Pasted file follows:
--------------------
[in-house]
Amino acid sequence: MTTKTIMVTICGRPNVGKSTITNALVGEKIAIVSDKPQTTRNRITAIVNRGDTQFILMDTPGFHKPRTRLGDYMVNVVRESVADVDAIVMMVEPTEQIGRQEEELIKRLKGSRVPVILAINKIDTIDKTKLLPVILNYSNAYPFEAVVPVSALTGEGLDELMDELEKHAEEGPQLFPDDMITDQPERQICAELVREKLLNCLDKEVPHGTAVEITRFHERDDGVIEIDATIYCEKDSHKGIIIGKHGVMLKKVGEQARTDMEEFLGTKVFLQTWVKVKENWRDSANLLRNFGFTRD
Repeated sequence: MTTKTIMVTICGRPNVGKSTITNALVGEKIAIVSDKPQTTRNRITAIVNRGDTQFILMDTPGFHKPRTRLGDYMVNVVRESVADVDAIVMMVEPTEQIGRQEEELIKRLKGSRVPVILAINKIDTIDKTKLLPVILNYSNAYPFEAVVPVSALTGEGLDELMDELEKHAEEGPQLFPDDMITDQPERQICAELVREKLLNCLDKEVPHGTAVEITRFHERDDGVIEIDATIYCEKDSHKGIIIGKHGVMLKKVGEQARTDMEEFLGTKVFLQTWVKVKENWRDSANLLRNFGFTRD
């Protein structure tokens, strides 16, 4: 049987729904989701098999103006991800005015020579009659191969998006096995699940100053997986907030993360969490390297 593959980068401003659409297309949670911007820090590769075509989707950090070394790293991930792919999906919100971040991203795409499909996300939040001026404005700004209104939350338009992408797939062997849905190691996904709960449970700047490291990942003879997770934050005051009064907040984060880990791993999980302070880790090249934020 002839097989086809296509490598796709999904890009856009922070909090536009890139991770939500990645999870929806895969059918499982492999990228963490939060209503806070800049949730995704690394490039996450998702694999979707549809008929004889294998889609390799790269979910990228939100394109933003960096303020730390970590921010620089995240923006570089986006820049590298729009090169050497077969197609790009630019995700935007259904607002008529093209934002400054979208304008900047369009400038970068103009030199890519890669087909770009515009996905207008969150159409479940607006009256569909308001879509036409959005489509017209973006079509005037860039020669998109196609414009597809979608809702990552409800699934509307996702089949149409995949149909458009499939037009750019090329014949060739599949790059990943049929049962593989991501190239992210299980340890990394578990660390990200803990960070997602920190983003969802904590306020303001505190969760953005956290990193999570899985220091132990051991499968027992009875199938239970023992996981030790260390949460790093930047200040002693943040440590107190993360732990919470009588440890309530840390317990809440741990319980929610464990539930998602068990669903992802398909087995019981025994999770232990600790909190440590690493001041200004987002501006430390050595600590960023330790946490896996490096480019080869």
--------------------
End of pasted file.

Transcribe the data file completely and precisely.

[in-house]
Amino acid sequence: MTTKTIMVTICGRPNVGKSTITNALVGEKIAIVSDKPQTTRNRITAIVNRGDTQFILMDTPGFHKPRTRLGDYMVNVVRESVADVDAIVMMVEPTEQIGRQEEELIKRLKGSRVPVILAINKIDTIDKTKLLPVILNYSNAYPFEAVVPVSALTGEGLDELMDELEKHAEEGPQLFPDDMITDQPERQICAELVREKLLNCLDKEVPHGTAVEITRFHERDDGVIEIDATIYCEKDSHKGIIIGKHGVMLKKVGEQARTDMEEFLGTKVFLQTWVKVKENWRDSANLLRNFGFTRD
Repeated sequence: MTTKTIMVTICGRPNVGKSTITNALVGEKIAIVSDKPQTTRNRITAIVNRGDTQFILMDTPGFHKPRTRLGDYMVNVVRESVADVDAIVMMVEPTEQIGRQEEELIKRLKGSRVPVILAINKIDTIDKTKLLPVILNYSNAYPFEAVVPVSALTGEGLDELMDELEKHAEEGPQLFPDDMITDQPERQICAELVREKLLNCLDKEVPHGTAVEITRFHERDDGVIEIDATIYCEKDSHKGIIIGKHGVMLKKVGEQARTDMEEFLGTKVFLQTWVKVKENWRDSANLLRNFGFTRD
């Protein structure tokens, strides 16, 4: 049987729904989701098999103006991800005015020579009659191969998006096995699940100053997986907030993360969490390297 593959980068401003659409297309949670911007820090590769075509989707950090070394790293991930792919999906919100971040991203795409499909996300939040001026404005700004209104939350338009992408797939062997849905190691996904709960449970700047490291990942003879997770934050005051009064907040984060880990791993999980302070880790090249934020 002839097989086809296509490598796709999904890009856009922070909090536009890139991770939500990645999870929806895969059918499982492999990228963490939060209503806070800049949730995704690394490039996450998702694999979707549809008929004889294998889609390799790269979910990228939100394109933003960096303020730390970590921010620089995240923006570089986006820049590298729009090169050497077969197609790009630019995700935007259904607002008529093209934002400054979208304008900047369009400038970068103009030199890519890669087909770009515009996905207008969150159409479940607006009256569909308001879509036409959005489509017209973006079509005037860039020669998109196609414009597809979608809702990552409800699934509307996702089949149409995949149909458009499939037009750019090329014949060739599949790059990943049929049962593989991501190239992210299980340890990394578990660390990200803990960070997602920190983003969802904590306020303001505190969760953005956290990193999570899985220091132990051991499968027992009875199938239970023992996981030790260390949460790093930047200040002693943040440590107190993360732990919470009588440890309530840390317990809440741990319980929610464990539930998602068990669903992802398909087995019981025994999770232990600790909190440590690493001041200004987002501006430390050595600590960023330790946490896996490096480019080869």